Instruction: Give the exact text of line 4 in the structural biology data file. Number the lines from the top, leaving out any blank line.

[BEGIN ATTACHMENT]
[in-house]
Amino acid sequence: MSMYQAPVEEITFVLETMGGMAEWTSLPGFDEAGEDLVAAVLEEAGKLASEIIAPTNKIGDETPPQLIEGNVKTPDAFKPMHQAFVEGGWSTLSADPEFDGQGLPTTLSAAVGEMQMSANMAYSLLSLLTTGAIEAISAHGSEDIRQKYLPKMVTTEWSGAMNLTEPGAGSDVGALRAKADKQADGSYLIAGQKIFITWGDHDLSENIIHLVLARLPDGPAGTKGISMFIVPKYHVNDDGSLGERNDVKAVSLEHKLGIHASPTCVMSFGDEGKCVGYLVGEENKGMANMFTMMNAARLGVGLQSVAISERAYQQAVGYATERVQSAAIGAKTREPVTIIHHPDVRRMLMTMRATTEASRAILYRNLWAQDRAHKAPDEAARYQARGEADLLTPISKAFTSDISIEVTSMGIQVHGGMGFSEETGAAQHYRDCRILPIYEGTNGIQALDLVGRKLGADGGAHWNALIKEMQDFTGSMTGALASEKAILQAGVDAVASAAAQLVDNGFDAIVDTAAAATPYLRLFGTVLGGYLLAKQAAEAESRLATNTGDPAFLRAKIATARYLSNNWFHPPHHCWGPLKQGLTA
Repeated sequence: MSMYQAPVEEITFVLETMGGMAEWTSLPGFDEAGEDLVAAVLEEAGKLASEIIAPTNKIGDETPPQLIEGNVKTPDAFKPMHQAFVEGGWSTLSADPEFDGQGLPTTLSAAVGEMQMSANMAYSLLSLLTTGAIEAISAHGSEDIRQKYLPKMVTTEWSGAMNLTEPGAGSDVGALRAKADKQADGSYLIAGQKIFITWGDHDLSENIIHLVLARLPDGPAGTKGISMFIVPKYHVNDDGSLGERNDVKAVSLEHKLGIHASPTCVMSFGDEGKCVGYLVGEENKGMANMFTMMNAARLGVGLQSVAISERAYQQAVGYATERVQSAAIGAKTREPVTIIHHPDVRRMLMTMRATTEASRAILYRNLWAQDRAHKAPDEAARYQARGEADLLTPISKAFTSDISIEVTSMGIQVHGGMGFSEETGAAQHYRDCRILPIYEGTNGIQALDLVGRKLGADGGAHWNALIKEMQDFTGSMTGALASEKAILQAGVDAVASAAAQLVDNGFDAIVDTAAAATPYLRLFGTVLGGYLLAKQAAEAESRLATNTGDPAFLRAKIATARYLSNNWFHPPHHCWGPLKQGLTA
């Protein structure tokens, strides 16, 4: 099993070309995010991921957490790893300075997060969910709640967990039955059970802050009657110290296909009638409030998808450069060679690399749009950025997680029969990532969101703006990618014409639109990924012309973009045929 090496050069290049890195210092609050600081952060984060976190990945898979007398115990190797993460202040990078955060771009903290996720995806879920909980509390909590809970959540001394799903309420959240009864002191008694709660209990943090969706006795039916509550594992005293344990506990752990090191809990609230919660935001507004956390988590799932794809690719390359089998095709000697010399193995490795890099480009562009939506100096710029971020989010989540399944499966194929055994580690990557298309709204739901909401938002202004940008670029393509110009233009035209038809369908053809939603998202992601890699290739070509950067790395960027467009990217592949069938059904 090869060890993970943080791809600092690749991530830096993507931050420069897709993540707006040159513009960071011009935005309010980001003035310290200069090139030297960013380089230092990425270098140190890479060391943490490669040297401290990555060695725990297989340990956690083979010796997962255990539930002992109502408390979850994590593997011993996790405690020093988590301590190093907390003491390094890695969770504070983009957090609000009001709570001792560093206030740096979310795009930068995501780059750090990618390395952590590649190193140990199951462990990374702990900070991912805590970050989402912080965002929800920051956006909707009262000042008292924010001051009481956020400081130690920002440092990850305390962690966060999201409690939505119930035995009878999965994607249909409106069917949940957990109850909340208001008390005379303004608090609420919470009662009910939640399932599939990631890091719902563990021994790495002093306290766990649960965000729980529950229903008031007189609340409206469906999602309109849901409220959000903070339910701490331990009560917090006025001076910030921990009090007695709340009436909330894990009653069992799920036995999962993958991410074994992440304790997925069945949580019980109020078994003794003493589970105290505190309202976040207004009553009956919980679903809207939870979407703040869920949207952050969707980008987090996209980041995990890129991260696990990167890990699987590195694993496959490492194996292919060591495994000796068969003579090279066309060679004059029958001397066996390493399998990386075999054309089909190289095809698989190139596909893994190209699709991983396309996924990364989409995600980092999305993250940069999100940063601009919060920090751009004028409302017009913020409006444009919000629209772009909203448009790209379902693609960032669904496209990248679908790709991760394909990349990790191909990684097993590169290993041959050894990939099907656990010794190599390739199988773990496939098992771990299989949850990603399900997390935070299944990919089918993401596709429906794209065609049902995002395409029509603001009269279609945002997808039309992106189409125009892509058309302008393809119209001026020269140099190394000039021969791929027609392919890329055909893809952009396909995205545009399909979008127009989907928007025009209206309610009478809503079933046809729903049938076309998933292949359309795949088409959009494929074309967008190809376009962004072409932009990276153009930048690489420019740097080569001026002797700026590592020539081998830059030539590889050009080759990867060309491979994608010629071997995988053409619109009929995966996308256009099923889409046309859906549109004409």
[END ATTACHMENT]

């Protein structure tokens, strides 16, 4: 099993070309995010991921957490790893300075997060969910709640967990039955059970802050009657110290296909009638409030998808450069060679690399749009950025997680029969990532969101703006990618014409639109990924012309973009045929 090496050069290049890195210092609050600081952060984060976190990945898979007398115990190797993460202040990078955060771009903290996720995806879920909980509390909590809970959540001394799903309420959240009864002191008694709660209990943090969706006795039916509550594992005293344990506990752990090191809990609230919660935001507004956390988590799932794809690719390359089998095709000697010399193995490795890099480009562009939506100096710029971020989010989540399944499966194929055994580690990557298309709204739901909401938002202004940008670029393509110009233009035209038809369908053809939603998202992601890699290739070509950067790395960027467009990217592949069938059904 090869060890993970943080791809600092690749991530830096993507931050420069897709993540707006040159513009960071011009935005309010980001003035310290200069090139030297960013380089230092990425270098140190890479060391943490490669040297401290990555060695725990297989340990956690083979010796997962255990539930002992109502408390979850994590593997011993996790405690020093988590301590190093907390003491390094890695969770504070983009957090609000009001709570001792560093206030740096979310795009930068995501780059750090990618390395952590590649190193140990199951462990990374702990900070991912805590970050989402912080965002929800920051956006909707009262000042008292924010001051009481956020400081130690920002440092990850305390962690966060999201409690939505119930035995009878999965994607249909409106069917949940957990109850909340208001008390005379303004608090609420919470009662009910939640399932599939990631890091719902563990021994790495002093306290766990649960965000729980529950229903008031007189609340409206469906999602309109849901409220959000903070339910701490331990009560917090006025001076910030921990009090007695709340009436909330894990009653069992799920036995999962993958991410074994992440304790997925069945949580019980109020078994003794003493589970105290505190309202976040207004009553009956919980679903809207939870979407703040869920949207952050969707980008987090996209980041995990890129991260696990990167890990699987590195694993496959490492194996292919060591495994000796068969003579090279066309060679004059029958001397066996390493399998990386075999054309089909190289095809698989190139596909893994190209699709991983396309996924990364989409995600980092999305993250940069999100940063601009919060920090751009004028409302017009913020409006444009919000629209772009909203448009790209379902693609960032669904496209990248679908790709991760394909990349990790191909990684097993590169290993041959050894990939099907656990010794190599390739199988773990496939098992771990299989949850990603399900997390935070299944990919089918993401596709429906794209065609049902995002395409029509603001009269279609945002997808039309992106189409125009892509058309302008393809119209001026020269140099190394000039021969791929027609392919890329055909893809952009396909995205545009399909979008127009989907928007025009209206309610009478809503079933046809729903049938076309998933292949359309795949088409959009494929074309967008190809376009962004072409932009990276153009930048690489420019740097080569001026002797700026590592020539081998830059030539590889050009080759990867060309491979994608010629071997995988053409619109009929995966996308256009099923889409046309859906549109004409």